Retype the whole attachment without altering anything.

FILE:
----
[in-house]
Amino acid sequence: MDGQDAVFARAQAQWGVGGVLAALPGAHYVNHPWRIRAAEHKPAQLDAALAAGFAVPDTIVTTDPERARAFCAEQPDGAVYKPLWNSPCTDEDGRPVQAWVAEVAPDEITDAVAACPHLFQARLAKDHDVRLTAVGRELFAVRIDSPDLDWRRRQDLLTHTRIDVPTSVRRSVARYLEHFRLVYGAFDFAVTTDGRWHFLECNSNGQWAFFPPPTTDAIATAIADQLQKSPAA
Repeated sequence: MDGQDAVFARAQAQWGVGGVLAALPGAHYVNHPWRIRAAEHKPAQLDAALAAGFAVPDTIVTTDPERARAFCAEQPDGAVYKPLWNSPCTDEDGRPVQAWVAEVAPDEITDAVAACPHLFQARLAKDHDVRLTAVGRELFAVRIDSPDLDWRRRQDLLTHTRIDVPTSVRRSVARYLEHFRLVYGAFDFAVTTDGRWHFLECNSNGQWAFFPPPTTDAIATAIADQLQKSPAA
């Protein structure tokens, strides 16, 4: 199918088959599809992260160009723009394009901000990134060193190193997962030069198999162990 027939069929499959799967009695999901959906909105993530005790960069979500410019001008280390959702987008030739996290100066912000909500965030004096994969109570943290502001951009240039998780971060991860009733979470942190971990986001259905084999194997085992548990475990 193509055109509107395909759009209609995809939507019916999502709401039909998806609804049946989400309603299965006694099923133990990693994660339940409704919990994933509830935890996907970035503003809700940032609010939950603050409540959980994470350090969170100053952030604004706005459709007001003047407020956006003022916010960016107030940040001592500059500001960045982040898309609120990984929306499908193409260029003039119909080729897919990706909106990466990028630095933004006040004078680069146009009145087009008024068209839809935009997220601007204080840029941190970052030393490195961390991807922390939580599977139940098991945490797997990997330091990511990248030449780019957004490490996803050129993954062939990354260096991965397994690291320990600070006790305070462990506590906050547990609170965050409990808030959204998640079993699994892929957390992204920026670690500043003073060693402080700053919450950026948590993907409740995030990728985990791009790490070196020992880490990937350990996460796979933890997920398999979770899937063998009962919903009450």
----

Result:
[in-house]
Amino acid sequence: MDGQDAVFARAQAQWGVGGVLAALPGAHYVNHPWRIRAAEHKPAQLDAALAAGFAVPDTIVTTDPERARAFCAEQPDGAVYKPLWNSPCTDEDGRPVQAWVAEVAPDEITDAVAACPHLFQARLAKDHDVRLTAVGRELFAVRIDSPDLDWRRRQDLLTHTRIDVPTSVRRSVARYLEHFRLVYGAFDFAVTTDGRWHFLECNSNGQWAFFPPPTTDAIATAIADQLQKSPAA
Repeated sequence: MDGQDAVFARAQAQWGVGGVLAALPGAHYVNHPWRIRAAEHKPAQLDAALAAGFAVPDTIVTTDPERARAFCAEQPDGAVYKPLWNSPCTDEDGRPVQAWVAEVAPDEITDAVAACPHLFQARLAKDHDVRLTAVGRELFAVRIDSPDLDWRRRQDLLTHTRIDVPTSVRRSVARYLEHFRLVYGAFDFAVTTDGRWHFLECNSNGQWAFFPPPTTDAIATAIADQLQKSPAA
């Protein structure tokens, strides 16, 4: 199918088959599809992260160009723009394009901000990134060193190193997962030069198999162990 027939069929499959799967009695999901959906909105993530005790960069979500410019001008280390959702987008030739996290100066912000909500965030004096994969109570943290502001951009240039998780971060991860009733979470942190971990986001259905084999194997085992548990475990 193509055109509107395909759009209609995809939507019916999502709401039909998806609804049946989400309603299965006694099923133990990693994660339940409704919990994933509830935890996907970035503003809700940032609010939950603050409540959980994470350090969170100053952030604004706005459709007001003047407020956006003022916010960016107030940040001592500059500001960045982040898309609120990984929306499908193409260029003039119909080729897919990706909106990466990028630095933004006040004078680069146009009145087009008024068209839809935009997220601007204080840029941190970052030393490195961390991807922390939580599977139940098991945490797997990997330091990511990248030449780019957004490490996803050129993954062939990354260096991965397994690291320990600070006790305070462990506590906050547990609170965050409990808030959204998640079993699994892929957390992204920026670690500043003073060693402080700053919450950026948590993907409740995030990728985990791009790490070196020992880490990937350990996460796979933890997920398999979770899937063998009962919903009450």